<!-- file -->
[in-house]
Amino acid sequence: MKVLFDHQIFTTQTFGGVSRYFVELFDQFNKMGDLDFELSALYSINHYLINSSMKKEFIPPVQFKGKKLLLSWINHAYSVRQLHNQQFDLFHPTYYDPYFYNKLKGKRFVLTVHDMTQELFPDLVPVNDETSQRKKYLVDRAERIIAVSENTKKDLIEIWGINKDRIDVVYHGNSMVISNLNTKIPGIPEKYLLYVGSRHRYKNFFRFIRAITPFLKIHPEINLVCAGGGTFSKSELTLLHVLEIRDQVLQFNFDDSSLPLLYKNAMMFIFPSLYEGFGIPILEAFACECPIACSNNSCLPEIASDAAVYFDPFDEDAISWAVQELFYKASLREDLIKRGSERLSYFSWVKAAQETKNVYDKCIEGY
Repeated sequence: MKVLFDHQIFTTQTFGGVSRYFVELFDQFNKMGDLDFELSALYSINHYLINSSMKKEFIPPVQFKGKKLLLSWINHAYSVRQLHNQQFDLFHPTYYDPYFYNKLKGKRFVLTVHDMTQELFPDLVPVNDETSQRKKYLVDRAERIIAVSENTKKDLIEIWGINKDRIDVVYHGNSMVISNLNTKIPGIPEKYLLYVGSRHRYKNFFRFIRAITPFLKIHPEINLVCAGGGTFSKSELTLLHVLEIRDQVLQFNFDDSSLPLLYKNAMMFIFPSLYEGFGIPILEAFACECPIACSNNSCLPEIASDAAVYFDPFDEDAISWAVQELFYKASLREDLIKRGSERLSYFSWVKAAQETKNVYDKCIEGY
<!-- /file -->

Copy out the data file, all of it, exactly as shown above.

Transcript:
[in-house]
Amino acid sequence: MKVLFDHQIFTTQTFGGVSRYFVELFDQFNKMGDLDFELSALYSINHYLINSSMKKEFIPPVQFKGKKLLLSWINHAYSVRQLHNQQFDLFHPTYYDPYFYNKLKGKRFVLTVHDMTQELFPDLVPVNDETSQRKKYLVDRAERIIAVSENTKKDLIEIWGINKDRIDVVYHGNSMVISNLNTKIPGIPEKYLLYVGSRHRYKNFFRFIRAITPFLKIHPEINLVCAGGGTFSKSELTLLHVLEIRDQVLQFNFDDSSLPLLYKNAMMFIFPSLYEGFGIPILEAFACECPIACSNNSCLPEIASDAAVYFDPFDEDAISWAVQELFYKASLREDLIKRGSERLSYFSWVKAAQETKNVYDKCIEGY
Repeated sequence: MKVLFDHQIFTTQTFGGVSRYFVELFDQFNKMGDLDFELSALYSINHYLINSSMKKEFIPPVQFKGKKLLLSWINHAYSVRQLHNQQFDLFHPTYYDPYFYNKLKGKRFVLTVHDMTQELFPDLVPVNDETSQRKKYLVDRAERIIAVSENTKKDLIEIWGINKDRIDVVYHGNSMVISNLNTKIPGIPEKYLLYVGSRHRYKNFFRFIRAITPFLKIHPEINLVCAGGGTFSKSELTLLHVLEIRDQVLQFNFDDSSLPLLYKNAMMFIFPSLYEGFGIPILEAFACECPIACSNNSCLPEIASDAAVYFDPFDEDAISWAVQELFYKASLREDLIKRGSERLSYFSWVKAAQETKNVYDKCIEGY